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Otto Dix

Three Prostitutes on the Street. 1925. Tempera on plywood. Private Collection.

EXHIBITIONS (*INDICATES SOLO EXHIBITION)

IFPDA Print Fair 2016

November 3, 2016 - November 6, 2016


IFPDA Print Fair 2016

November 3, 2016 - November 6, 2016


IFPDA Print Fair 2015

November 4, 2015 - November 8, 2015


Recent Acquisitions

(And Some Thoughts on the Current Art Market)

July 21, 2015 - October 16, 2015


Recent Acquisitions

July 21, 2015 - October 16, 2015


Art Basel 2015

June 17, 2015 - June 21, 2015


ADAA Art Show 2015

March 3, 2015 - March 8, 2015


IFPDA Print Fair 2014

November 5, 2014 - November 9, 2014


Recent Acquisitions

(And Some Thoughts on the Current Art Market)

July 15, 2014 - September 26, 2014


Recent Acquisitions

(And Some Thoughts on the Current Art Market)

July 15, 2014 - September 26, 2014


Art Basel 2014

June 19, 2014 - June 22, 2014


Modern Furies

The Lessons and Legacy of World War I

January 21, 2014 - April 12, 2014


Modern Furies

The Lessons and Legacy of World War I

January 21, 2014 - April 12, 2014


IFPDA Print Fair 2013

November 6, 2013 - November 12, 2013


Art Basel 2013

Galerie St. Etienne, Hall 2.0, Booth D11

June 13, 2013 - June 16, 2013


Face Time

Self and Identity in Expressionist Portraiture

April 9, 2013 - June 28, 2013


Recent Acquisitions

(And Some Thoughts on the Current Art Market)

July 17, 2012 - October 13, 2012


The Lady and the Tramp

Images of Women in Austrian and German Art

October 11, 2011 - December 30, 2011


Recent Acquisitions

(And Some Thoughts on the Current Art Market)

July 5, 2011 - September 30, 2011


Decadence & Decay

Max Beckmann, Otto Dix, George Grosz

April 12, 2011 - June 24, 2011


Recent Acquisitions

(And Some Thoughts on the Current Art Market)

July 13, 2010 - October 1, 2010


From Brücke To Bauhaus

The Meanings of Modernity in Germany, 1905-1933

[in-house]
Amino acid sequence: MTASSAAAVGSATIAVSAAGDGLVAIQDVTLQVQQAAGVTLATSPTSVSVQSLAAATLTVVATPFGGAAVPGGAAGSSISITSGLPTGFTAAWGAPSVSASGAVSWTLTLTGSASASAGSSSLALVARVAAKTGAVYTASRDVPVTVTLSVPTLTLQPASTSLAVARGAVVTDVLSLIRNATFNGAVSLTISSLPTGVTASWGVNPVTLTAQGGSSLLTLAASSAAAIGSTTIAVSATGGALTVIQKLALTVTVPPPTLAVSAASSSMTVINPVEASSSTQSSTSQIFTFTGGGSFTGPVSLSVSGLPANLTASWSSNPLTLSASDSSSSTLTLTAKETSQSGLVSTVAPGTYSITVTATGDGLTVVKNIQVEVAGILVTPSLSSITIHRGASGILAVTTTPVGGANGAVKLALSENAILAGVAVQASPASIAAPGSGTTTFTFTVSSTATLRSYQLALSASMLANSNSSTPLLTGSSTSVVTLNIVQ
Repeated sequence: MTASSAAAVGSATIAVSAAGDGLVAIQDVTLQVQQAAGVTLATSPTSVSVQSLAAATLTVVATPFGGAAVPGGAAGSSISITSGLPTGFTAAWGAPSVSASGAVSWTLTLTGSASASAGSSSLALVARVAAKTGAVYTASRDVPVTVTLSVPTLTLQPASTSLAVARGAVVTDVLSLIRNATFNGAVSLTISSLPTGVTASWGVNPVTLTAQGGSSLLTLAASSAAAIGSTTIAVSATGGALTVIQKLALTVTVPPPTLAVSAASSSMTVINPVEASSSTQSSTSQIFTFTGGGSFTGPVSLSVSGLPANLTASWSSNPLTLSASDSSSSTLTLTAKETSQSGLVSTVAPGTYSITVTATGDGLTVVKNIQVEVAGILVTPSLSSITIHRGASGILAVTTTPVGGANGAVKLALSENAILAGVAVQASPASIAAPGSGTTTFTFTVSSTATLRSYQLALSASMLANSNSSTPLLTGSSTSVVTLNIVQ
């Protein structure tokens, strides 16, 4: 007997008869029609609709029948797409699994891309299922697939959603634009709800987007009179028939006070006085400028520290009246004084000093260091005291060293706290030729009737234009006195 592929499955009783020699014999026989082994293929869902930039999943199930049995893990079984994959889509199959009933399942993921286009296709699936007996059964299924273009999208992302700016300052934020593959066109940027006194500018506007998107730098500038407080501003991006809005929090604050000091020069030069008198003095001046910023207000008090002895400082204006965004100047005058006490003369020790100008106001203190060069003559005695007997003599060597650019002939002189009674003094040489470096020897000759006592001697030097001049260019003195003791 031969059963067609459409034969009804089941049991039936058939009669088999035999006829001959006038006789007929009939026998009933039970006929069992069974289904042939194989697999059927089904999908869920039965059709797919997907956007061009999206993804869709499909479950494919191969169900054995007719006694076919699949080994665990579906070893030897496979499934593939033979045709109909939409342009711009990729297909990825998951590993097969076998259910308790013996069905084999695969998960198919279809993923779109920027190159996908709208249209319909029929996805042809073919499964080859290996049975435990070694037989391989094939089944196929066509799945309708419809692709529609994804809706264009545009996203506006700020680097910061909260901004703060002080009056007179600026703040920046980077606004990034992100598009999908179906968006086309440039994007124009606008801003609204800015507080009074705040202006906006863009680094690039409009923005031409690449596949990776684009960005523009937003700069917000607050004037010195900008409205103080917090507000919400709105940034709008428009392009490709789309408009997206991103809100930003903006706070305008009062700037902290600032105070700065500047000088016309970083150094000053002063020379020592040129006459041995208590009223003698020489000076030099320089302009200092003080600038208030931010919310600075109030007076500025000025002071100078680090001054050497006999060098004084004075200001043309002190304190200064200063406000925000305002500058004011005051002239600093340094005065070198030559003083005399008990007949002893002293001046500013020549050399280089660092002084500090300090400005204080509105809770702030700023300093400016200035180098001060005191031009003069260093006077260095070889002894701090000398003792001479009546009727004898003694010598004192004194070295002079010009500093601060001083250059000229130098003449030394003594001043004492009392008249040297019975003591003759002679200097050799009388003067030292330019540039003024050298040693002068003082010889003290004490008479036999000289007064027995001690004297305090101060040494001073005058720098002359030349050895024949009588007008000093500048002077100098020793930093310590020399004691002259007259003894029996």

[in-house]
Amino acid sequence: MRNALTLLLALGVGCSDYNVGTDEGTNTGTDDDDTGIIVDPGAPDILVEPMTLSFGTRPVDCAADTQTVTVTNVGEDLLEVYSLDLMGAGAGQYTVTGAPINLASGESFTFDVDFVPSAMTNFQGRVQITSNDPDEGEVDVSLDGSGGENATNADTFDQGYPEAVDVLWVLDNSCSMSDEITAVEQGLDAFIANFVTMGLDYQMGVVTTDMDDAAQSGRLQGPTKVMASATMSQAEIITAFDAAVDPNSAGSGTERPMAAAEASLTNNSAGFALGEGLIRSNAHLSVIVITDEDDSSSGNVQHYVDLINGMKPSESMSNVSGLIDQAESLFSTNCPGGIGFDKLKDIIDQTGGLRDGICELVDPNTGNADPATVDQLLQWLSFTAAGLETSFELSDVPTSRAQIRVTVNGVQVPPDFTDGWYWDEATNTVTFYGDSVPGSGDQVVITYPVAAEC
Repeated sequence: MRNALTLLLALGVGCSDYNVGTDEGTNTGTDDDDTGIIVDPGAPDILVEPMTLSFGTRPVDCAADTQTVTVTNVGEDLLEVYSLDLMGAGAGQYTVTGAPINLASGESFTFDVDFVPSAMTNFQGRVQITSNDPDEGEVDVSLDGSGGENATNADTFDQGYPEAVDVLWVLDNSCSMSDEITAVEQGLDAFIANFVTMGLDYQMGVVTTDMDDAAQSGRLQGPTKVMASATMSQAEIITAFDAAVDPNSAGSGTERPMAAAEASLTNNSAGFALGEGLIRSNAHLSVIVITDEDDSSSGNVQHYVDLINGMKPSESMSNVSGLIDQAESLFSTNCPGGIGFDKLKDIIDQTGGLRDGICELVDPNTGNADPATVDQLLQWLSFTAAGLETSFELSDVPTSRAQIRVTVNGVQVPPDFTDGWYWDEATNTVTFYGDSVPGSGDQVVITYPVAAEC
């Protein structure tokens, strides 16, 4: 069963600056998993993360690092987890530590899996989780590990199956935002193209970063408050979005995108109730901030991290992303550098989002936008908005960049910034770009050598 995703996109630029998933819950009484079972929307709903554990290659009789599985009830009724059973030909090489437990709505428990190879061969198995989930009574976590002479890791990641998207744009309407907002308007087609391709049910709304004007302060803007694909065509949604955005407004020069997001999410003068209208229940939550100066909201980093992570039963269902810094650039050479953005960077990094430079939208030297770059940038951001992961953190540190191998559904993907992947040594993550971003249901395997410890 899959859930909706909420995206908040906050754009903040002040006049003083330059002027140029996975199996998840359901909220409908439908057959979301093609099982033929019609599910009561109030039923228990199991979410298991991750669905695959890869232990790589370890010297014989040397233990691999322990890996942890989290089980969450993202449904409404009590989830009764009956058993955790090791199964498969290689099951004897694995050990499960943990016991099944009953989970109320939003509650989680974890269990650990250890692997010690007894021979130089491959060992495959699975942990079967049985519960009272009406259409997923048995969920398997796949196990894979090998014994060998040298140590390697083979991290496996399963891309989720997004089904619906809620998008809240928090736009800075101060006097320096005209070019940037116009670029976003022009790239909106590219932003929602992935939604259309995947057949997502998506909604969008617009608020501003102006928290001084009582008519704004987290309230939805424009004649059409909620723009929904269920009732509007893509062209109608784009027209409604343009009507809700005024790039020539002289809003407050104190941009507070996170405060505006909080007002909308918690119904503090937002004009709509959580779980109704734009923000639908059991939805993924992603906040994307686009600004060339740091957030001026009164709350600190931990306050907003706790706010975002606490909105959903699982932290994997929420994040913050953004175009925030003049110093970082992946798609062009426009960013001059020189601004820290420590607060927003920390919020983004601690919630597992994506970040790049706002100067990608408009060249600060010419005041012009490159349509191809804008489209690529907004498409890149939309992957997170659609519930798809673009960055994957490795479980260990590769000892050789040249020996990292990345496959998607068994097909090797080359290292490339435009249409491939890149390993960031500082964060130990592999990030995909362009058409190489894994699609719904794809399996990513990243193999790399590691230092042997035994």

March 31, 2009 - June 26, 2009


Recent Acquisitions

(And Some Thoughts on the Current Art Market)

June 24, 2008 - September 26, 2008


Transforming Reality

Pattern and Design in Modern and Self-Taught Art

January 15, 2008 - March 8, 2008


Recent Acquisitions

(And Some Thoughts on the Current Art Market)

June 5, 2007 - September 28, 2007


More Than Coffee was Served

Café Culture in Fin-de-Siècle Vienna and Weimar Germany

September 19, 2006 - November 25, 2006


Recent Acquisitions

And Some Thoughts on the Current Art Market

June 7, 2005 - September 9, 2005


Body and Soul

Expressionism and the Human Figure

October 7, 2003 - January 3, 2004


The "Black-and-White" Show

Expressionist Graphics in Austria & Germany

September 20, 2001 - November 10, 2001


The Tragedy of War

November 16, 2000 - January 6, 2001


The Expressionist City

September 19, 2000 - November 4, 2000


Recent Acquisitions (And Some Thoughts on the Current Art Market)

June 20, 2000 - September 8, 2000


The Modern Child

(Images of Children in Twentieth-Century Art)

September 14, 1999 - November 6, 1999


Recent Acquisitions

(And Some Thoughts About Looted Art)

June 9, 1998 - September 11, 1998


Taboo

Repression and Revolt in Modern Art

March 26, 1998 - May 30, 1998


Sacred & Profane

Michel Nedjar and Expressionist Primitivism

January 13, 1998 - March 14, 1998


The New Objectivity

Realism in Weimar-Era Germany

September 16, 1997 - November 8, 1997


Recent Acquisitions

A Question of Quality

June 10, 1997 - September 5, 1997


The Fractured Form

Expressionism and the Human Body

November 15, 1995 - January 6, 1996


From Left to Right

Social Realism in Germany and Russia, Circa 1919-1933

September 19, 1995 - November 4, 1995


Art and Politics in Weimar Germany

September 14, 1993 - November 6, 1993


The Dance of Death

Images of Mortality in German Art

January 19, 1993 - March 13, 1993


Scandal, Outrage, Censorship

Controversy in Modern Art

January 21, 1992 - March 7, 1992


The Expressionist Figure

September 10, 1991 - November 9, 1991


The Narrative in Art

January 23, 1990 - March 17, 1990


Expressionists on Paper

October 8, 1985 - November 23, 1985


Expressionist Printmaking

Aspects of its Genesis and Development

April 1, 1985 - May 24, 1985


THE EXPRESSIONIST FIGURE

September 10, 1991 - November 9, 1991

ARTISTS

Barlach, Ernst

Beckmann, Max

Corinth, Lovis

Dix, Otto

Grosz, George

Heckel, Erich

Kirchner, Ernst Ludwig

Kokoschka, Oskar

Kollwitz, Käthe

Nolde, Emil

Pechstein, Hermann Max

Rohlfs, Christian

Schiele, Egon

 

ESSAY

All exhibitions are, by definition, collections of works of art, and most, by implication, are also subliminally about collecting. The present exhibition (the highlights of which are drawn from a single source) is both an anatomy of a collection, and an examination of a central aspect of Expressionism. These two themes are, in fact, inextricably linked, for true collecting is not the mindless accumulation of trophies, but rather requires a commitment of time, passion and a profound understanding of the art in question.